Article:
Outing the Bible 

The new queer theologians don't need your approval.

Page 5 of 8

The class was populated by an assortment of ordained ministers, seminarians, and laypersons. And while all of them are deeply involved with matters of Christian faith, many of them are almost unrecognizable as Christians. This is Berkeley, after all. There was plenty of postmodern speechifying about subverting binary gender paradigms and the "heterotextuality" of Christ -- stuff to really make the blood race.

"I would like to consider myself sort of an atheist," one student said outside of class. "God's a social construct." Like many students in the class who are ordained but closeted ministers, this student, "David," would speak only under a pseudonym. Born and raised in the Philippines, David is a Methodist minister. His family doesn't know he is gay, and he is convinced he'd be defrocked if he came out.

"I even had a fuckbuddy in seminary," he said. "I knew that it was sinful. I was hoping that it would change if I got married."

David is a big man. His thick black hair is cut short, and his brow holds a permanent horizontal crease. He never did marry. But though he no longer believes his homosexuality is a sin, he has decided to remain in the Methodist Church; its message is too good to give up to the conservatives, he said. "We're caught in the middle of gay people who are suspicious because we're Christians and Christians who abhor you because you're gay," he said. "So one question is, why even stick with being Christian?

"The motto of the United Methodist Church is 'Open hearts, open minds, open doors,'" he continued. "But it's a big lie, because while you're saying all our doors are open, there's a small sign there, and it says 'Gays, get out of this place.' ... It's like the fine print in the contract."

Another student, "Mary," traveled all the way from Pennsylvania to take the class. Although she is a minister in the gay-friendly United Church of Christ, her congregation is extremely conservative, and she remains in the closet.

"They can't even touch this as a topic; when I talk about being inclusive, they still think I'm talking about racial inclusion," Mary said one day after class. "Most of the folks on a Sunday morning are there to have their own biblical understanding told back to them. ... 'Make it somehow speak to going to the grocery store on Thursday afternoon, and I will be very happy.' That's what 'connecting it to my life' means. ... They don't want to be transformed. They want a faith that tells them they are okay."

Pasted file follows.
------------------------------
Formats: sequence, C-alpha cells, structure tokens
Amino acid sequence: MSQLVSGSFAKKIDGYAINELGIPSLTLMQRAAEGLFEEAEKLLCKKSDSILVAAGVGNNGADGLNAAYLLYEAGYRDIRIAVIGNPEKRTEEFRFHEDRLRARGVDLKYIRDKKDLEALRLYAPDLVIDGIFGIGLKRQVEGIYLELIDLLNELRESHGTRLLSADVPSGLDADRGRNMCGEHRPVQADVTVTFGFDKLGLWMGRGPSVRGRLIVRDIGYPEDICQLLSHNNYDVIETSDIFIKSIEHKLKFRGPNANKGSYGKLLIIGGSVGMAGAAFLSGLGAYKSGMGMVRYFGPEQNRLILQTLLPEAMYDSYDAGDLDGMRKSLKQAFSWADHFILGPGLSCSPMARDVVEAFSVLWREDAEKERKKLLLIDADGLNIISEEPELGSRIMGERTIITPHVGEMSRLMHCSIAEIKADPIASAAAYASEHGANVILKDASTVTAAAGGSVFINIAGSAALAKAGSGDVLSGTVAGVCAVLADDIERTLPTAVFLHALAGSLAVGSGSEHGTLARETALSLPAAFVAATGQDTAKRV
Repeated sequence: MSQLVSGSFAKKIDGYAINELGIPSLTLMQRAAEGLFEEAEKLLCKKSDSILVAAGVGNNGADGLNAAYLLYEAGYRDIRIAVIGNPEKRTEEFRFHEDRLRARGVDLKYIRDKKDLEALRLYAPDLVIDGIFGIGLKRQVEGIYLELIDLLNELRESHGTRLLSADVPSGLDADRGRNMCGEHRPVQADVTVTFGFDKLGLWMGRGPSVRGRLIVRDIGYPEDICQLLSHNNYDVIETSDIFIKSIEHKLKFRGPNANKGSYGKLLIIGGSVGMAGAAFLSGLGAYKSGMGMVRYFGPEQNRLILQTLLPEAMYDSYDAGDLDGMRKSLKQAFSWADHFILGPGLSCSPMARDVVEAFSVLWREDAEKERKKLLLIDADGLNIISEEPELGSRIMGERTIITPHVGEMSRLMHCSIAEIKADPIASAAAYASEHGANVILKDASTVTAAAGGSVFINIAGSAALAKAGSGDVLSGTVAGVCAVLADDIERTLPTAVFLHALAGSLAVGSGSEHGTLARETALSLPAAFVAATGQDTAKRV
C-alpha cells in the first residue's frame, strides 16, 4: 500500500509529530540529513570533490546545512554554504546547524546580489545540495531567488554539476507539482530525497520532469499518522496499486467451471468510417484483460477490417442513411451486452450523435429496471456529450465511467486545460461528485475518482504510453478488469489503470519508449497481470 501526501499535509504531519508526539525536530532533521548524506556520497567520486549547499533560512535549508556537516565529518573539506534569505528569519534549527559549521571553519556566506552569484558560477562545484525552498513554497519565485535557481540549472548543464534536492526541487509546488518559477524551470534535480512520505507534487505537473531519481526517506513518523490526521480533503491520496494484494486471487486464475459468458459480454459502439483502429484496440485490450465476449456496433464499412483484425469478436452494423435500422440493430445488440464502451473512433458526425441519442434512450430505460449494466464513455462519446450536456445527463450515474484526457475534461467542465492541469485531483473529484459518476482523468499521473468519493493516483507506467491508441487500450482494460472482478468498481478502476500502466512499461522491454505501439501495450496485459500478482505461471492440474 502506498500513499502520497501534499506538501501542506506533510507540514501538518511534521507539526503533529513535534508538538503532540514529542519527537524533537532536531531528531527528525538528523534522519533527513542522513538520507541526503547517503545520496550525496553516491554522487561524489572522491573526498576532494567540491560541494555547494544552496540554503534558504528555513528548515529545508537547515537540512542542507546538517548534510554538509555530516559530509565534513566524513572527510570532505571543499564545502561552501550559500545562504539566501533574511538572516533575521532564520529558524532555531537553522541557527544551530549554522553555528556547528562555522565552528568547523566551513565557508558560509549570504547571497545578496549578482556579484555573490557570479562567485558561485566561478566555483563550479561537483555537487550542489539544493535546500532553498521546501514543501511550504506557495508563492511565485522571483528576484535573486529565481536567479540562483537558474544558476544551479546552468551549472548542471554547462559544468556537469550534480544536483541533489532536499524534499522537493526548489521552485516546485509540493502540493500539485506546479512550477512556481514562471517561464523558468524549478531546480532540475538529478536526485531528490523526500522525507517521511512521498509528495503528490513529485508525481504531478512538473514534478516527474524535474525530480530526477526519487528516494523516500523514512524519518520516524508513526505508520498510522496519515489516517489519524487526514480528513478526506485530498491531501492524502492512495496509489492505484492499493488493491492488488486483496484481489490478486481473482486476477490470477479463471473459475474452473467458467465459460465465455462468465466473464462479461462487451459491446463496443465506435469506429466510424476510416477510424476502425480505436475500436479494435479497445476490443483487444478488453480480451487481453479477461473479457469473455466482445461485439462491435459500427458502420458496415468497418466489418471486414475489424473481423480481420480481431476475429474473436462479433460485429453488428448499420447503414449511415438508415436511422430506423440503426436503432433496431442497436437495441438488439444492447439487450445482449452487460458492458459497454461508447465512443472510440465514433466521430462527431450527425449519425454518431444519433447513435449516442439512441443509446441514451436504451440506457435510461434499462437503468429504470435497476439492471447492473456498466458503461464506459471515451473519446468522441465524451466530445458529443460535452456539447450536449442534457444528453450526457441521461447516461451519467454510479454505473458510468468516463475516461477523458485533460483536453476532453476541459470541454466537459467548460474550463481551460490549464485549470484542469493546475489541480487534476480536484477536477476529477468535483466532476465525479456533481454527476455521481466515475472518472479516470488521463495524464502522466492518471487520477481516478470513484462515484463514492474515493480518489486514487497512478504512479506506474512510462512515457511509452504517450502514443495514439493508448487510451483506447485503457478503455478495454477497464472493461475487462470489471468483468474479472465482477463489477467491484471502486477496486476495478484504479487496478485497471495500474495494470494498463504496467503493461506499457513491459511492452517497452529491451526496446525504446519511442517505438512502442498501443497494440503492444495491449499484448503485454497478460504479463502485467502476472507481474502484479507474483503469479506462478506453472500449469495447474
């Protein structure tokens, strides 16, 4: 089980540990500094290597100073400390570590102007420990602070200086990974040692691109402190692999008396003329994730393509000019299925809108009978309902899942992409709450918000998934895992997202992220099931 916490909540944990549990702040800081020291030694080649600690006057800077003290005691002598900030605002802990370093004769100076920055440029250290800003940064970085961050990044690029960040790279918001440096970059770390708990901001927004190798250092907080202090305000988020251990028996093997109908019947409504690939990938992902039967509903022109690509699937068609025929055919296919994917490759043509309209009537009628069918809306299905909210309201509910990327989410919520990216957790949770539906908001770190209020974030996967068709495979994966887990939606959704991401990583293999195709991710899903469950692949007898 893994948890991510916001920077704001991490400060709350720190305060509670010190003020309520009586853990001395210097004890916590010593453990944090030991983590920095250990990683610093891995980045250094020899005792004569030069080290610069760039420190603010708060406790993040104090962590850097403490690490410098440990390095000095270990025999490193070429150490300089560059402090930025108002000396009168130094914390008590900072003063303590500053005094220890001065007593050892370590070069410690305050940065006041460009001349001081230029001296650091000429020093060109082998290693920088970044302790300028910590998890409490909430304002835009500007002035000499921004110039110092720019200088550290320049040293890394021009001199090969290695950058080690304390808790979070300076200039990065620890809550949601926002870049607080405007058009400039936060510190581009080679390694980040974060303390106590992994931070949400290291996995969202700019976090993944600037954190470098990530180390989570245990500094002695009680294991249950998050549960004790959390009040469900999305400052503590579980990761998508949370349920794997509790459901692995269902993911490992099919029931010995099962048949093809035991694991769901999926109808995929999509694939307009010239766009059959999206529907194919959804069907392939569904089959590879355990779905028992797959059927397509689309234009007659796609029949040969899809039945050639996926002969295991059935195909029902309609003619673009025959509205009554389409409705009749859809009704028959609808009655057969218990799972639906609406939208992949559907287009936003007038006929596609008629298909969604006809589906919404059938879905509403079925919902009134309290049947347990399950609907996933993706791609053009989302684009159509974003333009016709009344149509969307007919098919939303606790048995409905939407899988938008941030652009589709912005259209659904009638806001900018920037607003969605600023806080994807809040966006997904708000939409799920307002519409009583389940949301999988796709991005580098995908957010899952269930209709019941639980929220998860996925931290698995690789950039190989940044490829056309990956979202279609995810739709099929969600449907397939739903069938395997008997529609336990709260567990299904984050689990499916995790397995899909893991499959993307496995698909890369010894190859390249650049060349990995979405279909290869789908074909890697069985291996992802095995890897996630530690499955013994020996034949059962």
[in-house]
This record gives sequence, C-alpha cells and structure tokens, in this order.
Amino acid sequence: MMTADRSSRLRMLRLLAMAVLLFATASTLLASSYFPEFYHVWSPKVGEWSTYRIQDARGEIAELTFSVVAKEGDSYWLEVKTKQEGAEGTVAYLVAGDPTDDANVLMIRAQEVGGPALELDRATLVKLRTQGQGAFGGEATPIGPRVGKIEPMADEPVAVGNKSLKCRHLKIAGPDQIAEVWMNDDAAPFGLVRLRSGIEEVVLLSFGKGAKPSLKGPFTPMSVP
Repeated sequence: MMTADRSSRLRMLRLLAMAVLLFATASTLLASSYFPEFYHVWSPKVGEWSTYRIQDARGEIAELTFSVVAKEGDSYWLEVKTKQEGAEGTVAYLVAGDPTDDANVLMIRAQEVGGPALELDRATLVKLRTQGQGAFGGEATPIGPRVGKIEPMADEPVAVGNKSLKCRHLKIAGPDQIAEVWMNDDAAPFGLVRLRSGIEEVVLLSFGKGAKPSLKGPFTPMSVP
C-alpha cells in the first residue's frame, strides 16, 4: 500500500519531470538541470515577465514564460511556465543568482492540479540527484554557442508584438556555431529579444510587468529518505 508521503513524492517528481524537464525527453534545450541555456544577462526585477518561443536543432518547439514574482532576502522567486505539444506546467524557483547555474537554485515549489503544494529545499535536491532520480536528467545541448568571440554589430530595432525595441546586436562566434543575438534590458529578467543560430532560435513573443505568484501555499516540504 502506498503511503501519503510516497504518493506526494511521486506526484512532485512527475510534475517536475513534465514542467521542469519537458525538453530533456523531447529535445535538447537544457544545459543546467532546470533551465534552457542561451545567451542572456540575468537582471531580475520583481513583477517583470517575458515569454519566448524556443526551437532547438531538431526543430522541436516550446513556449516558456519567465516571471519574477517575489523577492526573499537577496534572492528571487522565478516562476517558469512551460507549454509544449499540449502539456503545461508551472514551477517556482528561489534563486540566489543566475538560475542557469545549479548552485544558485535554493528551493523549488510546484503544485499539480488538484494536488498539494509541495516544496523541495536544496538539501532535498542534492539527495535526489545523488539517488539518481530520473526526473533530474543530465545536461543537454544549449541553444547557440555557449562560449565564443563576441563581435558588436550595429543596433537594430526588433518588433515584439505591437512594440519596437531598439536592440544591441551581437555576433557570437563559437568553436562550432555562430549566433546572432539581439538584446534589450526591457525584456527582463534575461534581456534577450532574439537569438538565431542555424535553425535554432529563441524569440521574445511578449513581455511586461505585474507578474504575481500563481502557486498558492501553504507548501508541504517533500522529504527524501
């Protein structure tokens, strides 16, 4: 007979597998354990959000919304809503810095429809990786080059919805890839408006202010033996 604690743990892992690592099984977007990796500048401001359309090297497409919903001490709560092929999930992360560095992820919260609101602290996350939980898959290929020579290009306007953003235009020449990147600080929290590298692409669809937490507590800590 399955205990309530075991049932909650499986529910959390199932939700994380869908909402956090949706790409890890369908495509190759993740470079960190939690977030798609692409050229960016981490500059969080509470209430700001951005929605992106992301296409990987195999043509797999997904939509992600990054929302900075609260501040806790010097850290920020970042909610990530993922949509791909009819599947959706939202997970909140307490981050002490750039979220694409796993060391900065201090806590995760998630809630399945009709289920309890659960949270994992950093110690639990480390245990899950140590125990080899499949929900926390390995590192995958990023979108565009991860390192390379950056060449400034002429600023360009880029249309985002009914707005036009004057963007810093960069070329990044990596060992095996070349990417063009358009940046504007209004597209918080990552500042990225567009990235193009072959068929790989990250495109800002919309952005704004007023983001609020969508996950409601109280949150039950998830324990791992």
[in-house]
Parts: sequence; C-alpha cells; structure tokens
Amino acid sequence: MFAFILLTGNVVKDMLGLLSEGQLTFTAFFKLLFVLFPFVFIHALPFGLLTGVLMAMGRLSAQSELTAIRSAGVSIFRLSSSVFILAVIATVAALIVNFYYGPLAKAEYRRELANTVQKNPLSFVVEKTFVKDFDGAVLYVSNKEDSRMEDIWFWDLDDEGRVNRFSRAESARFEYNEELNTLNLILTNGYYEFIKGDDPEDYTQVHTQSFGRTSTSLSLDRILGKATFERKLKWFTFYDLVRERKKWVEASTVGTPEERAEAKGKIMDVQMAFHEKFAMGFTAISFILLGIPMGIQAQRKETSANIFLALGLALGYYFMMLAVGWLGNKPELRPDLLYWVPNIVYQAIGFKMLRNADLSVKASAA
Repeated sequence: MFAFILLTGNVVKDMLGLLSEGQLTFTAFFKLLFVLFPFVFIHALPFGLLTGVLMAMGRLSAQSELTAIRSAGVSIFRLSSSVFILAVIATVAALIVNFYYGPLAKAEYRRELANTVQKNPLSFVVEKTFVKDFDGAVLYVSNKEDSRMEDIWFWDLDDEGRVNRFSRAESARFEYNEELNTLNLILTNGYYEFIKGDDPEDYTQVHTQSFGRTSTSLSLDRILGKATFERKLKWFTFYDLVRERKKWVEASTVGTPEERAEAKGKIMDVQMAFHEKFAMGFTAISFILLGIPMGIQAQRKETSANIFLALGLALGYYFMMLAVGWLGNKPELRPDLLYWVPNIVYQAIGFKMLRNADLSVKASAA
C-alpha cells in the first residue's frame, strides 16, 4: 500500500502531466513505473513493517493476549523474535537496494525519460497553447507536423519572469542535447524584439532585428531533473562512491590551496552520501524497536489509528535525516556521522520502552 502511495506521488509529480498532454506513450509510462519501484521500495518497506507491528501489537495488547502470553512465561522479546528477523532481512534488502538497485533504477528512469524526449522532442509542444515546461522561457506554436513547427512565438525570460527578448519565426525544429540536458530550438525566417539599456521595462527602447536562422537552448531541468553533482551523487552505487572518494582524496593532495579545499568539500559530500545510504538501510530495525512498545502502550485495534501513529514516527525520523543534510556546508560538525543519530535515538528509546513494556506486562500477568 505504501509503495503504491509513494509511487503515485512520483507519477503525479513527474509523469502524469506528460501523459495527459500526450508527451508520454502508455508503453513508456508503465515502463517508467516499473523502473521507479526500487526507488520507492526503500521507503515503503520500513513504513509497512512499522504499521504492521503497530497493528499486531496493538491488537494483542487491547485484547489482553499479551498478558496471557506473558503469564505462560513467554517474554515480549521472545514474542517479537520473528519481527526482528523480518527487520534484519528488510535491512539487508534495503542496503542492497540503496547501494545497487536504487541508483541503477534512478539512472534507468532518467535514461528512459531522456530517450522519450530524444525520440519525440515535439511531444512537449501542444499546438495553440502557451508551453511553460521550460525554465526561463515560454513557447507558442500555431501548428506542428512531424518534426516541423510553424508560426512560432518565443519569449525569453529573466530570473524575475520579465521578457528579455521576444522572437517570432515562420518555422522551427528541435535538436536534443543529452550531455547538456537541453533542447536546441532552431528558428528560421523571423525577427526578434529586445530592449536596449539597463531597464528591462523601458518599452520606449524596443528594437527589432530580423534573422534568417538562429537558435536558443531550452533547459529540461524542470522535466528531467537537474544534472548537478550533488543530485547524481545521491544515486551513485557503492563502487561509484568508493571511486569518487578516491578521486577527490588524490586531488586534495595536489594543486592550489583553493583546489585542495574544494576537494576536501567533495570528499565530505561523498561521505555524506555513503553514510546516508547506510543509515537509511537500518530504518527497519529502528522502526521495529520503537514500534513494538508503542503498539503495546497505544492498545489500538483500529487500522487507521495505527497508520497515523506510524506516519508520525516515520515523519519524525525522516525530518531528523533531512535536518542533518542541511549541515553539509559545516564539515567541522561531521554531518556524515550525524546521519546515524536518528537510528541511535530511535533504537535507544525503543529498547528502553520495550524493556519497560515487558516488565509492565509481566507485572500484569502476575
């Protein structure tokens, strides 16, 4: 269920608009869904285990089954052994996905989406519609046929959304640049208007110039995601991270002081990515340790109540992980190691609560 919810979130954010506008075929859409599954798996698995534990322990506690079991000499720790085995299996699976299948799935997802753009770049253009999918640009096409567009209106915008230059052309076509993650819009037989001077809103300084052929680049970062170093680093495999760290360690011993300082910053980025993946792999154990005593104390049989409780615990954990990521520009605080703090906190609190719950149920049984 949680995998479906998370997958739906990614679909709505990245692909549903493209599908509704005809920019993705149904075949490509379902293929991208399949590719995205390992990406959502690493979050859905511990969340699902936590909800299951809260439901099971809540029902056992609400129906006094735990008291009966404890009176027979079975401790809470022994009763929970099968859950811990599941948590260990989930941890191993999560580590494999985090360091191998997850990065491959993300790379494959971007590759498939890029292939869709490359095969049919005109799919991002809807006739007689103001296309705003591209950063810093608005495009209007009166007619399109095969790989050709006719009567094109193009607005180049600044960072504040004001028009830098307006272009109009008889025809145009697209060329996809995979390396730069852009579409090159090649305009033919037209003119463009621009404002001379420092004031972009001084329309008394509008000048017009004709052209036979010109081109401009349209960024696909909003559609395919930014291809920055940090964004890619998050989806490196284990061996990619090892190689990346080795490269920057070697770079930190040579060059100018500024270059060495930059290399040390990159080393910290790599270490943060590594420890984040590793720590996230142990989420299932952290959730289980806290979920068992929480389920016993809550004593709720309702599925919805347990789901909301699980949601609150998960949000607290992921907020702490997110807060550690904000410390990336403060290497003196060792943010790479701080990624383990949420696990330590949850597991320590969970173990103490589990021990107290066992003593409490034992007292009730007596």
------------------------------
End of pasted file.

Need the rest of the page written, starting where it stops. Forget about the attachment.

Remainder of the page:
But even Mary is put off by the eroticism so central to many queer Christian thinkers. By concentrating so heavily on the erotic dimensions of faith, she argues, queer theologians make themselves an easy target for critics. Look, the argument goes: Not only do the sexual deviants want to screw each other, they want to add Christ to the mix too.

"If queer theology can't get past sexualizing all these issues, then I don't think it's reached relevancy beyond its constituency," she said. "Why link sexuality with spirituality? ... Has the entire heterosexual world for all this time been failing to commune with God?"

It's a good question, one that none of these theologians was really able to answer. Each insisted that queer theology offered much more than a vision of erotically charged faith. It's a theology of radical inclusion and liberation, they promised. But so far it remains preoccupied with sex. Still, it makes sense that a queer theology would be tied to sex. Not only are many queer Christians largely defined by the sexual aspects of their lives, but for many, coming out is in itself a religious experience. By their very presence in the church, queers force the issue of sexuality. Think about it: Homophobia is not rooted in the fear of two women lunching together after nine holes of golf, but in what those women do later in the bedroom. It's almost as though queers are unwitting agents of sexuality. Without trying, queers force their hetero counterparts to think about them -- and by extension themselves -- engaging in same-gender sex. As such, queer theologians are uniquely positioned, even compelled, to talk about the erotic.

"We are the identified sex people," is how Justin Tanis explained it. "We stand for the principle that you have the right to define your erotic life in ways that are pleasing and meaningful to you. There's a principle of sexual freedom there that's embodied by gay people. It's not limited to 'You should have the right to have same-sex sex,' but that you should have the right to craft your sex life in a way that's fulfilling to you."

Tanis is a minister in the Metropolitan Community Church, a congregation created in 1968 by and for queers. Tanis truly practices what he preaches: Until 1997, he was a woman. Seven years later, he has almost fully transitioned to male.


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